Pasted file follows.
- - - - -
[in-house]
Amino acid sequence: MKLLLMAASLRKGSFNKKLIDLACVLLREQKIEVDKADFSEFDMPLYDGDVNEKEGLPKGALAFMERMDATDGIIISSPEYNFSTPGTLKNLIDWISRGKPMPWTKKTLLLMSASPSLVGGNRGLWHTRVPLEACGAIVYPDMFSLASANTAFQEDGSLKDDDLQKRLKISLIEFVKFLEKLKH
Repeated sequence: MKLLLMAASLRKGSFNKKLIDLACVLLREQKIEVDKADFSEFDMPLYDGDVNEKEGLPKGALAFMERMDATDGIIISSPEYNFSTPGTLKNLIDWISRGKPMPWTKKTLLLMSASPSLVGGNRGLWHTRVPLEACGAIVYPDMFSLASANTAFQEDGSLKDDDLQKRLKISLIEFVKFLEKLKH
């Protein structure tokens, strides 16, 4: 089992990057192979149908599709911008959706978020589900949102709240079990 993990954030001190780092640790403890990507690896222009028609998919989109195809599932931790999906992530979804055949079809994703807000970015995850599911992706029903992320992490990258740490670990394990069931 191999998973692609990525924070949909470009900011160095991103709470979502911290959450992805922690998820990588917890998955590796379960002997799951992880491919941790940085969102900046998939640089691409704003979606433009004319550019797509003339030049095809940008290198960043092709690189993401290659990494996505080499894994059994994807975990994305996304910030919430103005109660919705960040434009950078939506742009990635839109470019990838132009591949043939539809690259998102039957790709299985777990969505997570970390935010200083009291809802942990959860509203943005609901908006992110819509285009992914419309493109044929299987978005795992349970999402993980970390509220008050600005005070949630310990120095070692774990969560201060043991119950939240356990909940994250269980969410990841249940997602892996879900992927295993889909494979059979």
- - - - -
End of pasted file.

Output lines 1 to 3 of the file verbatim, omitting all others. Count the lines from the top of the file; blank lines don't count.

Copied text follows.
[in-house]
Amino acid sequence: MKLLLMAASLRKGSFNKKLIDLACVLLREQKIEVDKADFSEFDMPLYDGDVNEKEGLPKGALAFMERMDATDGIIISSPEYNFSTPGTLKNLIDWISRGKPMPWTKKTLLLMSASPSLVGGNRGLWHTRVPLEACGAIVYPDMFSLASANTAFQEDGSLKDDDLQKRLKISLIEFVKFLEKLKH
Repeated sequence: MKLLLMAASLRKGSFNKKLIDLACVLLREQKIEVDKADFSEFDMPLYDGDVNEKEGLPKGALAFMERMDATDGIIISSPEYNFSTPGTLKNLIDWISRGKPMPWTKKTLLLMSASPSLVGGNRGLWHTRVPLEACGAIVYPDMFSLASANTAFQEDGSLKDDDLQKRLKISLIEFVKFLEKLKH